The European Symposium on Gender & ICT started as an 'ad hoc' invitation in 2003, with organisers expecting 10-20 participants. Instead, more than 100 abstracts were received and participants came from "all over the world". The scenario repeated itself this year, with people from Scandinavia, Australia, Korea, USA as well as Europe. A great opportunity to meet researchers as well as women working in the ICT business. However, the overall picture from the symposium was rather pessimistic.

African Copyright & Access to Knowledge Project

GenderIT.org on 2 Jun 2010
The African Copyright & Access to Knowledge (ACA2K) Project examines the relationship between national copyright environments and access to knowledge in African countries. The project is probing this relationship within an access to knowledge (A2K) framework - a framework which regards the protection/promotion of user access as one of the central objectives of copyright law. The project works in eight countries, Eygpt, Ghana, Kenya, Morocco, Mozambique, Senegal, South Africa and Uganda.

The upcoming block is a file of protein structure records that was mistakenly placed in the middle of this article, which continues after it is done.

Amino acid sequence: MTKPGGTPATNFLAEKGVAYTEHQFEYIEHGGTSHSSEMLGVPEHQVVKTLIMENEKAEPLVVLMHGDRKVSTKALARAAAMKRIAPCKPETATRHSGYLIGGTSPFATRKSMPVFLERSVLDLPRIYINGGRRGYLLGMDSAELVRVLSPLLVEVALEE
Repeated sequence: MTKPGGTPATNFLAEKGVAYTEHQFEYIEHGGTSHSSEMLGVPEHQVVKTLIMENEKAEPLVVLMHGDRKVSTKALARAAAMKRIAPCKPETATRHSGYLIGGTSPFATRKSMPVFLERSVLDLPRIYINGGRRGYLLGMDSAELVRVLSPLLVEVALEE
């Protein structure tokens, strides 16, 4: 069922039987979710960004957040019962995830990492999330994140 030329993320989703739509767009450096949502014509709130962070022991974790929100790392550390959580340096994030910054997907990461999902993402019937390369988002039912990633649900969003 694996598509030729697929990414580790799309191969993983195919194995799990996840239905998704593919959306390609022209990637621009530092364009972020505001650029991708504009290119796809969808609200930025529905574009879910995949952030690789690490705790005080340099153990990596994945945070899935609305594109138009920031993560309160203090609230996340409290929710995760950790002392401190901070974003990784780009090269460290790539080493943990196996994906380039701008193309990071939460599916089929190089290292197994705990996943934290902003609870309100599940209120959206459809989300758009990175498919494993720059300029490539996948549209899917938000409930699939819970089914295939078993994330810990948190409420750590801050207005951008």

ICTs and Gender - Working Party on the Information Economy

Kateřina Fialová on 2 Jun 2010
This document provides an overview of the gender distribution of ICT and ICT-related employment in OECD countries, and ICT employment patterns are contrasted with overall employment to highlight how different ICT employment patterns are. The document then focuses on participation in ICT-related education and training, and differences in ICT access and use by gender.<br />

Cinderella or Cyberella? Empowering Women in the Knowledge Society

Jac sm Kee on 2 Jun 2010
Edited by Sophia Huyer and Nancy Hafkin, this book collects essays by Sonia N. Jorge, Shafika Isaacs, Shoba Arun, Richard Heeks, Sharon Morgan, Maria Garrido, Raul Roman, and Vikas Nath on the current landscape of gender and ICT. According to Claudia Morell, the book "provides an excellent overview of the critical issues addressing the global participation of girls and women in today's information society. It serves as both a resource for comprehensive understanding and a strategic guide for taking the necessary steps to ensure women fully participate in and benefit from information and communication technologies." Covering women's engagement with ICTs from different angles -- from policy to education to economic empowerment -- the book demonstrates the potential of ICTs for women's empowerment through case studies from Africa, Asia and Latin America.<br />
Syndicate content